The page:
The Nebraska Farm Bureau is pushing the Environmental Protection Agency (EPA) to keep its promise as it relates to protecting the integrity of the federal Renewable Fuels Standard (RFS). The RFS program was established by Congress in 2005 to help reduce greenhouse gas emissions and expand the nation’s renewable fuels sector to reduce U.S. reliance on imported oil. The boost to renewable fuels, farmers, and the renewable fuels sector from the RFS has been a tremendous success for the country and the rural economy, yet in recent years, the EPA has significantly expanded the amount of biofuel blend waivers issued to small oil refineries, undercutting the integrity of the RFS and significantly lowering the amount of biofuels blended into the U.S. fuel supply. The actions have subsequently diminished demand for corn and ethanol, contributing to the slowed agriculture economy.
“The amount of small refinery exemptions issued by EPA has skyrocketed since 2016, with EPA most recently announcing 31 waivers for the 2018 RFS compliance year alone. During that span, EPA exempted more than 4 billion gallons of renewable fuel obligations to the detriment of our farmers, renewable fuels partners, and consumers looking for a more affordable and environmentally friendly fuel alternative,” said Steve Nelson, Nebraska Farm Bureau president. “In October, EPA and the administration promised they would work to address the situation regarding the issuance of small oil refinery exemptions, yet EPA’s official proposal to remedy the situation falls short of what was promised.”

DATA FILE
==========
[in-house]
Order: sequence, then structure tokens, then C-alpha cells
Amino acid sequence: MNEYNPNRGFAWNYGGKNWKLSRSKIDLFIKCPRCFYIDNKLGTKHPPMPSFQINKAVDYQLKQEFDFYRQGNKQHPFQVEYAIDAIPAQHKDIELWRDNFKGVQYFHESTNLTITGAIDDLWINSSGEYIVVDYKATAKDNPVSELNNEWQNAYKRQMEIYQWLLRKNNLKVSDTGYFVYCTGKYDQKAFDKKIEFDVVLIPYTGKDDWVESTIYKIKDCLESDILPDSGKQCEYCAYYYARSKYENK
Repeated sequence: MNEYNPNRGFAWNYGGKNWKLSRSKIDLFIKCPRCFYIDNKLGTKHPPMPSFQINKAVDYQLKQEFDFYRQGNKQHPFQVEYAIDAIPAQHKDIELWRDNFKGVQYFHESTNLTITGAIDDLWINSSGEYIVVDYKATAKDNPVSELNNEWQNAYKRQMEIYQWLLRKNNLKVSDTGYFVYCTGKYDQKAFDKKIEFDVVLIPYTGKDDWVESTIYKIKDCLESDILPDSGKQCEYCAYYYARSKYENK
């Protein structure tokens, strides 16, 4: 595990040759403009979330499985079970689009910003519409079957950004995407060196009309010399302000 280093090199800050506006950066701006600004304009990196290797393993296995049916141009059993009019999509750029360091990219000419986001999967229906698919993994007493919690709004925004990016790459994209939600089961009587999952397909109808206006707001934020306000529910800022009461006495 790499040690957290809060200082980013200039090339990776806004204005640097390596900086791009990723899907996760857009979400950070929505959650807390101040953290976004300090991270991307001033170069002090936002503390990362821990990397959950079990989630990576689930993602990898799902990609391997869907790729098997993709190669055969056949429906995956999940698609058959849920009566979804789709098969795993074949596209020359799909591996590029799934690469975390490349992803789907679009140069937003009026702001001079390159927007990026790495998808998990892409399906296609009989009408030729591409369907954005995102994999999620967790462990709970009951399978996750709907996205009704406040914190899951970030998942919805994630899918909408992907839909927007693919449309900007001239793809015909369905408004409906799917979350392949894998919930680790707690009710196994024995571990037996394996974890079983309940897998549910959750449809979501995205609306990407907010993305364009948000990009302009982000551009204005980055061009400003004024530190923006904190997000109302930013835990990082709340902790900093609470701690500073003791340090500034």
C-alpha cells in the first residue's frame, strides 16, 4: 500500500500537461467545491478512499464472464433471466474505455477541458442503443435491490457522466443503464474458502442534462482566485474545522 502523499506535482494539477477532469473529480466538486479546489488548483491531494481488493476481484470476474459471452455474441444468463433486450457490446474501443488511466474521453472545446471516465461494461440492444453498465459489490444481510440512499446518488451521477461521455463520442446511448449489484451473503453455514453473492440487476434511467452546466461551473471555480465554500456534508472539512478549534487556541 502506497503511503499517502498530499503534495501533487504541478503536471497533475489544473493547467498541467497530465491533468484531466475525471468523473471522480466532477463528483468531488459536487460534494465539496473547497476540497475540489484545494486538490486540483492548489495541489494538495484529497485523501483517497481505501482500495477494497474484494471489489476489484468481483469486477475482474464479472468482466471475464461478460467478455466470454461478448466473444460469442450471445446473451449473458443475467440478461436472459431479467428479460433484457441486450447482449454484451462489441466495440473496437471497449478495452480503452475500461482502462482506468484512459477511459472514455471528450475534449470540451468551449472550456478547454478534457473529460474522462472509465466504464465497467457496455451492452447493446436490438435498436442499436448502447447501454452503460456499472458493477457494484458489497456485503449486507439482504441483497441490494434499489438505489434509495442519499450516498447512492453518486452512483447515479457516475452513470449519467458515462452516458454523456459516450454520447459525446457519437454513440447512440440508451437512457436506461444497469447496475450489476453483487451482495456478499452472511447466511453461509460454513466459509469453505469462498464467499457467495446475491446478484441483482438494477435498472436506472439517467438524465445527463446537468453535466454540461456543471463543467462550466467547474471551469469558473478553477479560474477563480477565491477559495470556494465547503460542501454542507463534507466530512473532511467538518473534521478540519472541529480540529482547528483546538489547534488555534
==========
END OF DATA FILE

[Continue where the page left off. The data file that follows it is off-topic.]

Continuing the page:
The EPA’s pending proposal does not change the proposed RFS blend volumes for 2020 or 2021, but instead proposes adjustments to the way annual renewable fuel percentages are calculated. EPA and the administration’s initial announcement hinted the agency would project the volume of gasoline and diesel that would be exempt in 2020 from small refinery exemptions based on a three-year rolling average of exemptions. While the three-year average would not totally reallocate lost gallons, it was viewed by Farm Bureau and many biofuel supporters as a step in the right direction. However, the actual EPA proposal is substantially different than what was promised, with the proposal designating the three-year rolling average be based on relief recommended by the Department of Energy, not on actual exemptions granted.
“This is a major point of contention, as there is often a disconnect between how many gallons are recommended by the Department of Energy to exempt through full or partial exemptions and what the actual exemptions end up being. Rather than simply making good on promises made by the president and the EPA that the RFS target of 15 billion gallons be met, it appears the EPA moved the goal post again, with this proposal leading the RFS to backslide to just 14.4 billion gallons of biofuel in 2020,” said Nelson. “To ensure accurate accounting for the waivers in 2020 and beyond, and to keep the promise, EPA must use the rolling average of actual exemption volumes from the three most recently completed compliance years.”
In pushing EPA to meet its promise, the organization thanked the agency and the administration for its work to make E-15 fuel available year-round.
“We recognize and appreciate the work of the agency and administration on biofuels in other areas, but this proposal fails to account for the real harm caused by the EPA from the excessive use of small refinery waivers. Expansion of markets for renewable fuels is a Nebraska Farm Bureau policy priority and critical to both farmers and consumers. It’s imperative EPA respect the original intent of Congress and provide certainty to the renewable fuels marketplace,” said Nelson.
EPA is accepting public comments on the proposal through November 29. Those looking to comment on EPA’s proposal can do so by visiting www.nefb.org and clicking the “Take Action” button.